Adobe brings new PDF Accessibility Auto-Tag API with Sensei AI
Adobe announced the new PDF Accessibility Auto-Tag API, powered by Adobe Sensei, Adobe’s AI and machine learning framework.
“From complex legal agreements and contracts to mortgage documents and school permission slips – making digital documents accessible to as many people as possible is both the right thing to do as well as a legal and business imperative for companies that want to compete globally,” said Todd Gerber, VP product marketing, Adobe Document Cloud. “With Adobe’s decade of experience responsibly developing and deploying AI, we're excited to introduce new AI-powered features that can help organizations scale access and understanding for everyone.”
Accelerating Accessibility with AI
Historically, making PDF documents accessible has been a manual, time-consuming process requiring extensive training and experience. Early adopters of Adobe’s new API are now automating 70-100% of the process and cutting the amount of time required to make each file fully accessible by up to 100%. The new API’s impact is especially powerful when it comes to complex documents. For example, before using the new Adobe API, a global financial firm spent more than 9 hours to make each individual presentation slide deck accessible. With Adobe’s new API, the firm has automated 70-80% of that process.
“Technology has the potential to ensure that everyone in our community can interact with electronic information and participate in the digital economy,” said Dr. Jennifer Redd, Senior Director of eCampus, San Jose State University. “We look forward to continue working with the new PDF Accessibility Auto-Tag API and other Adobe solutions to make it easier for everyone who creates and consumes digital content.”
Innovating Digital Document Accessibility
Adobe’s new PDF Accessibility Auto-Tag API leverages Sensei to automate and scale the process of tagging PDF content structures. The API “tags” or identifies structures including headings, paragraphs, lists and tables – indicating the correct reading order for assistive technologies like screen readers. As a result, individuals with disabilities ranging from blindness and low vision to dyslexia can more easily navigate digital documents. Developers can quickly apply the API to large backlogs of existing PDFs, saving time and budget while also helping their companies comply with the latest accessibility regulations.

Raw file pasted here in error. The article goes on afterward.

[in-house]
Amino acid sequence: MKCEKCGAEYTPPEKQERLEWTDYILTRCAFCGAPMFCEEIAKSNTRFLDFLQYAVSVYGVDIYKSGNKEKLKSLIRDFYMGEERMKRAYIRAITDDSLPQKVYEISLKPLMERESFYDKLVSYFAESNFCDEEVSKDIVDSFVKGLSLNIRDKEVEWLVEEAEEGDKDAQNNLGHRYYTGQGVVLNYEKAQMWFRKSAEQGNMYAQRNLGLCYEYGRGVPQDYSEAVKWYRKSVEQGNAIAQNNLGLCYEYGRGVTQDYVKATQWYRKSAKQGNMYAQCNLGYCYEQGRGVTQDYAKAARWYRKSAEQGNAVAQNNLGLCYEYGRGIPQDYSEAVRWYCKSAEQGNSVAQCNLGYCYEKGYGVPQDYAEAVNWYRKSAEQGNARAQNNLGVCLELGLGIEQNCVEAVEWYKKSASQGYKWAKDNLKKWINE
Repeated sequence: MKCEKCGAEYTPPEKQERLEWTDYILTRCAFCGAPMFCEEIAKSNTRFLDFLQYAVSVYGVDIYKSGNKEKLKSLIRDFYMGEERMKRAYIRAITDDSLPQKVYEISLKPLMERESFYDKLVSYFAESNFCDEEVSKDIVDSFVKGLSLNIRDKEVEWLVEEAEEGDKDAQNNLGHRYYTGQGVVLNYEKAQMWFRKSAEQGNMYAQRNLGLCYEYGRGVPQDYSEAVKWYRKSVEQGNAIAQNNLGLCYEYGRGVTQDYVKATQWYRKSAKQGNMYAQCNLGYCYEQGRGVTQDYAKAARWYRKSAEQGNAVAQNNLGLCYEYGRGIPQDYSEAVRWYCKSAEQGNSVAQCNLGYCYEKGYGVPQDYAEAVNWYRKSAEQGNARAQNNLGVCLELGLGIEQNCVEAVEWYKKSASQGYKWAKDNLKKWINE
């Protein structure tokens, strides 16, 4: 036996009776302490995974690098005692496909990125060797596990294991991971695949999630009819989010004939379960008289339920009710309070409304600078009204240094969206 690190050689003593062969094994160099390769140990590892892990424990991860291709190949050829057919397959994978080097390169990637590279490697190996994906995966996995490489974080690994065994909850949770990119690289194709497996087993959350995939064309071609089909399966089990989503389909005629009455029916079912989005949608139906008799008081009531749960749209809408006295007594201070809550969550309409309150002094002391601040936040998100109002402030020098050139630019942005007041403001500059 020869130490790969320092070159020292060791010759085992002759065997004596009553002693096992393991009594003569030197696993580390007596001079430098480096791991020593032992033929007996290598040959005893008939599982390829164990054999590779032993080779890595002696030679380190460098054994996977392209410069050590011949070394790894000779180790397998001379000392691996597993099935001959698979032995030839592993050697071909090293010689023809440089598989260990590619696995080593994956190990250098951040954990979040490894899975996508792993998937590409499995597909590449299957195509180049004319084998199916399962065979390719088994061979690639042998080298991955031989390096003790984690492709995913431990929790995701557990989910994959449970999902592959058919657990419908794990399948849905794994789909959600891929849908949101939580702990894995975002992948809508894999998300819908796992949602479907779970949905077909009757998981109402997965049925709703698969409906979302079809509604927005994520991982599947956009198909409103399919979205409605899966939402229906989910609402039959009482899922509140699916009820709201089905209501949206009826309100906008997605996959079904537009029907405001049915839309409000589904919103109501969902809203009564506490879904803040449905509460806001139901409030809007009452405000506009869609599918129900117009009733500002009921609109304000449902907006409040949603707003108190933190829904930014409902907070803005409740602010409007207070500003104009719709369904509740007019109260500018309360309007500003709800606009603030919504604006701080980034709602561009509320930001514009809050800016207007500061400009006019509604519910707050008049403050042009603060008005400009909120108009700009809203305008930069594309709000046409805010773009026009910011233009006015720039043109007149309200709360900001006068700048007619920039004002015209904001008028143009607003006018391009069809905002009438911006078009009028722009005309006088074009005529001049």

Adobe is also announcing two additional features that will be available this fall. The PDF Accessibility Checker, available in Acrobat via an API, will enable organizations to quickly and easily evaluate the accessibility of existing PDFs at scale. Auto-Tag in Acrobat Reader will give existing Reader customers a more accessible viewing experience right within the application at no additional cost, and without the need for separate plug-ins or downloads.
Elevating Accessibility through Community Collaboration
Adobe created the digital document category, inventing the PDF format and then open-sourcing it to the world. From the beginning, the company architected accessibility into PDF’s DNA by creating dedicated tags for documents to store accessibility metadata and also enabled screen reader support directly within Adobe Acrobat. For decades, Adobe has continued to innovate PDF accessibility, introducing Acrobat features such as document voicing, and readability features in Sensei-powered Liquid Mode for Acrobat Reader Mobile.
Last year, Adobe formed the Readability Consortium in partnership with the University of Central Florida, Readability Matters and Google, to help make digital reading and comprehension equitable for all. Adobe researchers continue to advance the science of readability by conducting and sharing research. The Document Cloud research team recently published two new papers focused on the design of alternate digital reading formats and customer interfaces to help make individual reading experiences more comfortable and enjoyable.
See What’s Next in Tech With the Fast Forward Newsletter
Tweets From @varindiamag
Nothing to see here - yet
When they Tweet, their Tweets will show up here.